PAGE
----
Reswabbing to check whether any spores remained.
"I honestly do not recall if follow-up swabs were taken of the area," Ivins wrote. "I may have done so, but I do not now remember reswabbing."
"That's bull----," said one former senior USAMRIID official. "If there's contamination, you always reswab. And you would remember doing it."
The former official told The Times that Ivins might have hedged regarding reswabbing out of fear that investigators would find more of the spores inside or near his office.
Ivins' statements were contained within a May 2002 Army report on the contamination at USAMRIID and was obtained by The Times under the Freedom of Information Act.²
Pattern of Army Unaccountability
To not discipline a top research scientist for failing to report anthrax contamination for five months, immediately after anthrax was used in the worst bioterror attack in U.S. history, is incredible, and yet symptomatic of the Army brass's breakdown of accountability under the unaccountable Bush administration.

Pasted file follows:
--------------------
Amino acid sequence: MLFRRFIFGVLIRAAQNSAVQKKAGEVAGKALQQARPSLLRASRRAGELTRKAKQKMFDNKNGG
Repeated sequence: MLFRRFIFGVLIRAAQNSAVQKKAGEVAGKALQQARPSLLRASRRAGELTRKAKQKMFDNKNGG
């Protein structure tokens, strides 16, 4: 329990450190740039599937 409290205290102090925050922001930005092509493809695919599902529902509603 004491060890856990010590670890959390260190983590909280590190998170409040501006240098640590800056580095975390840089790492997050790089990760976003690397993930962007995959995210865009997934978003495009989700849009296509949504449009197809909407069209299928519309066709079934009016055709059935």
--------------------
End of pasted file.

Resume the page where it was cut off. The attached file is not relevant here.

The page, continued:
Consider that during World War II, which the U.S. fought and won in less time than the Iraq War, 23 U.S. Army generals were fired or replaced for cause. But during the Bush administration's "War on Terror" since late 2001, only one general has been fired or replaced for cause³...even with the failure to capture Bin Laden, the failure to secure Iraqi munitions after the invasion, the travesty of Abu Ghraib, et al.
Get it Wrong, Get the Presidential Medal of Honor
In fact, George W. Bush not only didn't fire, but actually gave Presidential Medals of Honor to: